I'd like to hear more about how exactly a lat pull down tracking behind the head strains the shoulder.
Cable Lat Pulldowns can be a great alternative to pullups. For individuals who have access to that piece of equipment can greatly benefit from a lat pulldown tower, especially if they cannot do full pullups yet. Having said that, I think you should stay away from pulling the bar down behind your head - keep the bar in front of your face, coming down to your chest.
Most people do not have the required shoulder flexibility to do a posterior lat pulldown correctly. This, in turn, can lead to bad form and increased potential for injury (shoulder impingement) because the upper arms (humerus bones) are not really designed to track that far behind your body.
If anyone is promoting the use of a posterior cable pulldown, then they must be doing it because they believe that there is either more muscle being activated or you can 'attack' a muscle in your back in a better way...both cases are untrue. In fact, studies have shown that an anterior cable pulldown or pullup activates far more muscle out of the lats, and if you wish to train some of the other muscles in the back that assist in shoulder blade adduction (rhomboids) or humerus adduction (teres major), then you can try changing hand grips, as long as you still maintain the proper transit of the bar in front of your face.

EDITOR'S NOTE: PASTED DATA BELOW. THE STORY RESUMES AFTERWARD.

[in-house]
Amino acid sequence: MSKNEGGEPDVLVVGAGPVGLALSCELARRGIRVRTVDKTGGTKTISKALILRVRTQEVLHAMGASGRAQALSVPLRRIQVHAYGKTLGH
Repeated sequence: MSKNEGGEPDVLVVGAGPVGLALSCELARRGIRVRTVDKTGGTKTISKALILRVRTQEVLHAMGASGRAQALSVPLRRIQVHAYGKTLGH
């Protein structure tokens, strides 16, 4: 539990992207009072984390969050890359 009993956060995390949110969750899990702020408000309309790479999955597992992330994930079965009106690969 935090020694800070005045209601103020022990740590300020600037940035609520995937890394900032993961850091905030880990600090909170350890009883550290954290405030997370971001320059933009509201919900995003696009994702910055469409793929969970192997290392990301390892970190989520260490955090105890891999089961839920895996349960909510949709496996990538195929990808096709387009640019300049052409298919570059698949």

Can a posterior pulldown be done correctly? Sure. But in my opinion, the cons outweigh the risks, and you can achieve far better muscle activation and strength from other forms and keeping things much safer.
I have found a study that was done on varying hand grips on the lat pulldown machine. Here is their "Practical Applications" portion of the paper.
LD = Latissimus Dorsi
WGA = Wide Grip Anterior
WGP = Wide Grip Posterior
PM = Pectoralis Major
CG = Close Grip
Because the primary purpose of the lat pull-down exercise is the development of increased strength during shoulder adduction, it is of great importance to prescribe the handgrip position that elicits the most activity from the muscle primarily involved with this downward movement, namely the LD. The results of this study indicate that the wide grip hand position with the bar pulled anteriorly to the chest (WGA) recruits more motor units, and therefore requires more work from the LD than any of the other conditions tested. Therefore, this handgrip position should be used to provide a greatest amount stimulus and a greater development of the LD than other handgrip positions. This finding may be especially important because it brings into question the necessity to use the WGP position, which has been cited as a condition that increases the potential for injury to both the gleno-humeral joint and cervical spine.
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